All CRTC / Regulation Articles
Though the Canadian Radio-television and Telecommunications Commission does accept complaints of indecent programming, the self-governing Canadian Broadcast Standards Council (CBSC) is the first line of defence.
The CRTC releases the full edition of the 2014 Communications Monitoring Report, which shows that Canadian families spend over $190 each month on communications services.
Editorial says the regulatory side of the CRTC which deigns to command Canadian content and other quota-type approaches is hopelessly outdated.
Sher-E-Punjab, Radio Punjab Ltd. and Radio India (2003) have operated for years from studios in Metro but haven’t got Canadian broadcast licences and broadcast their signals from south of the border.
Columnist says U.S. broadcasters are so concerned by the possibility Canada will switch to a pick-and-pay system for cable TV channels that several of them have threatened to pull themselves off Canadian airwaves altogether.
Fraser Institute Senior Fellow says that with the rising popularity of Netflix and other online broadcasters, Canada needs to readjust what was already a fundamentally flawed attitude towards broadcasting.
A new Fraser Institute paper suggests that the recent stand-off between Netflix and the CRTC provides an opportunity for the government to dismantle barriers that prevent open competition in Canadian television broadcasting.
American media giant Viacom Inc. is threatening to move its television stations off the dial and onto an online streaming service if the federal broadcast regulator forces cable and satellite companies to offer channels on a “pick-and-pay” basis.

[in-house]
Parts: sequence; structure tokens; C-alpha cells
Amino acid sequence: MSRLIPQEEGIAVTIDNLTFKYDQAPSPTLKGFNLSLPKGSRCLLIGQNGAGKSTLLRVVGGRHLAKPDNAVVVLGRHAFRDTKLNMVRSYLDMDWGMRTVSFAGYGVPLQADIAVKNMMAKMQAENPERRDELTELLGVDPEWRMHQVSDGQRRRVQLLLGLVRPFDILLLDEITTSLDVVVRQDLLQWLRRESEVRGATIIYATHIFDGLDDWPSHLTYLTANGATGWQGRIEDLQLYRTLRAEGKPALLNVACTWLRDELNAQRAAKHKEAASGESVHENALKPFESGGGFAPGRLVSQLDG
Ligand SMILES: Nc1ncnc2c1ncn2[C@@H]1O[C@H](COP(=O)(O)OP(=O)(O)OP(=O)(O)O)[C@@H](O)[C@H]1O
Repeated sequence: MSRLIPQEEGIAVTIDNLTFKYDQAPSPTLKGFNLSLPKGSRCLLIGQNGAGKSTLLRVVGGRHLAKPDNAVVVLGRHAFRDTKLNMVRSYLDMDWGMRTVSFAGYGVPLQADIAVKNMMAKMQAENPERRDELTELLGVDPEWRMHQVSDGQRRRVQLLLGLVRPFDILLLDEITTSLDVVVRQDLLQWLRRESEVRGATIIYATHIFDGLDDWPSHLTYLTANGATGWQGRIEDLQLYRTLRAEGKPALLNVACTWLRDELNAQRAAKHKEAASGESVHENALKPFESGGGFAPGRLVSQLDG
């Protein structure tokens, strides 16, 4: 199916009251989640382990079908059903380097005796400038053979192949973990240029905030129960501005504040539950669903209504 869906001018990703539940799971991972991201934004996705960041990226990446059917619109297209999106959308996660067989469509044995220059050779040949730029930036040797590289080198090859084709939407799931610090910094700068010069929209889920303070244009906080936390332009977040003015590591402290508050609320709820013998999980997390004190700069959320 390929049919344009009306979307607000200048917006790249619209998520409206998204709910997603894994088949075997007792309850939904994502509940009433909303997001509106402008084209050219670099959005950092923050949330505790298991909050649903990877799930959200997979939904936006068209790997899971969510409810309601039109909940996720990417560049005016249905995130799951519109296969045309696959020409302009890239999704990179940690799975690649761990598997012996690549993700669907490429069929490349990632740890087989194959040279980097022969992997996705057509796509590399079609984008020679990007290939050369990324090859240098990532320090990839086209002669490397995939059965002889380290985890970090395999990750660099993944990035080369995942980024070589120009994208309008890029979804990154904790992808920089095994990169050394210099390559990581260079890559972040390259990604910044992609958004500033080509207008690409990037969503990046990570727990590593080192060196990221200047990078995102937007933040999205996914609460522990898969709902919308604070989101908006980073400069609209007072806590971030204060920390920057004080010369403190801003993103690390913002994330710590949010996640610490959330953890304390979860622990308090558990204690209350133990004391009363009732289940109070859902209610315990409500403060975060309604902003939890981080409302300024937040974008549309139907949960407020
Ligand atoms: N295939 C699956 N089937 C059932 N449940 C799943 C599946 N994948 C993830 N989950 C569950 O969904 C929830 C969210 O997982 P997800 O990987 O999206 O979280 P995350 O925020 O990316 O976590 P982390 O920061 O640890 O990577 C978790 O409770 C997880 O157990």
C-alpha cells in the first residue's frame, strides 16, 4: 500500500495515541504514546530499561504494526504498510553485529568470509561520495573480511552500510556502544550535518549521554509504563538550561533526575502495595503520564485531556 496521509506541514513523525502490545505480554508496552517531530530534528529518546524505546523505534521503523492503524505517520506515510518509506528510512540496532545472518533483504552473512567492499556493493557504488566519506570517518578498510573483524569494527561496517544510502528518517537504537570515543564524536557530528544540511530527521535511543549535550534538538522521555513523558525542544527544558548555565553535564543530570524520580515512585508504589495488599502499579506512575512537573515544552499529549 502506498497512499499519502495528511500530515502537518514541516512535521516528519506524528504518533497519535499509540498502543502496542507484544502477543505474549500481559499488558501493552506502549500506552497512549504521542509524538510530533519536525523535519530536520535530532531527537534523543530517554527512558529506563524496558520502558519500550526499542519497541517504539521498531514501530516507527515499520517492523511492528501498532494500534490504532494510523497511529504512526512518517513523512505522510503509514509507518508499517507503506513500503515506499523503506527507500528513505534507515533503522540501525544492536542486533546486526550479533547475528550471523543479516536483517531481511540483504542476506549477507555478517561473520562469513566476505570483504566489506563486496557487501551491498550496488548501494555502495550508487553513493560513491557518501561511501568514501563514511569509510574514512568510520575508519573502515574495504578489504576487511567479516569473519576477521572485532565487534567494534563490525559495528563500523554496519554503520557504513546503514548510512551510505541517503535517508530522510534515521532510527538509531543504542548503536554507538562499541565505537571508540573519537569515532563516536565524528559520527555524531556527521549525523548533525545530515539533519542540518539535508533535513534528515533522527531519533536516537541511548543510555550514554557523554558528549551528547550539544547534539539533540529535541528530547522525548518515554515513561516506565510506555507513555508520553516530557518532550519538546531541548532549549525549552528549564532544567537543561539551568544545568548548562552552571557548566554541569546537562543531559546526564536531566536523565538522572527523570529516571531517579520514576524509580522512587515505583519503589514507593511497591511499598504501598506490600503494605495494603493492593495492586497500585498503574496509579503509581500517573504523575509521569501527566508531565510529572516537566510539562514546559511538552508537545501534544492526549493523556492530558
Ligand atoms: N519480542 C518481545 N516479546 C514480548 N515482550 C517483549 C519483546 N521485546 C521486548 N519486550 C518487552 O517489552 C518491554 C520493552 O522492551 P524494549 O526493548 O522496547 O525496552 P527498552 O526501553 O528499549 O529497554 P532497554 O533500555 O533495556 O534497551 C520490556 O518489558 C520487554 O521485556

Final comments on the CRTC's Let’s Talk TV hearings on the future of television in Canada.
The CRTC says Canadian subscribers have been expressing their dissatisfaction with the price of sports channels and about paying for packages of channels that include those they do not want.
Author says that unless the CRTC plans to screen material from YouTube, iTunes, satellite radio, streaming online radio and on-demand movies and TV shows, and illegal online sources for adequate amounts of Canadian content, it has no business dictating to Netflix.
Editorial says Canadian content rules made sense on cable television where programming is set by networks and viewers were railroaded into watching, but they don’t make sense in a medium where viewers have the power to watch practically anything they want at their leisure.
The CRTC wrote to the companies, saying it will remove presentations made by the two companies from the public record.
FRIENDS spokesperson, Ian Morrison, responds to a Globe and Mail editorial claiming that the CRTC needs to start thinking outside the "idiot box" if it wants to play a meaningful role in Canadians’ lives.
Columnist says the benefits of video-on-demand are of particular value to the Canadians who need the help most — independent filmmakers who can’t afford large-scale home video releases or nationwide theatrical distribution.
Pick and pay not the best choice for TV viewers by Lawson Hunter, Edward Iacobucci and Michael Trebilcock
Columnist says regulating pick-and-pay or product offerings would launch the CRTC on a more interventionist role in the entire content and video distribution business.
Columnist says Canadian cultural industries will have to compete in the marketplace and it’s simply a question of when the last protections will be dismantled.
New media expert Michael Geist says Netflix's refusal to hand over requested consumer data to the CRTC calls into question the very authority of the broadcast regulator to institute any rules governing Internet-based video service providers.
Regulation isn’t enough. The CRTC must create its own in-house TV production company by Jonathan Kay
Columnist says that thanks to monthly-subscription streaming services such as Netflix, consumers are able to pay money to watch shows they actually want to see as opposed to the shows that the CRTC thinks they should be watching.
Columnist says if the CRTC wants to boost Canadian content, it should stop looking to tax the internet, and start funding content directly.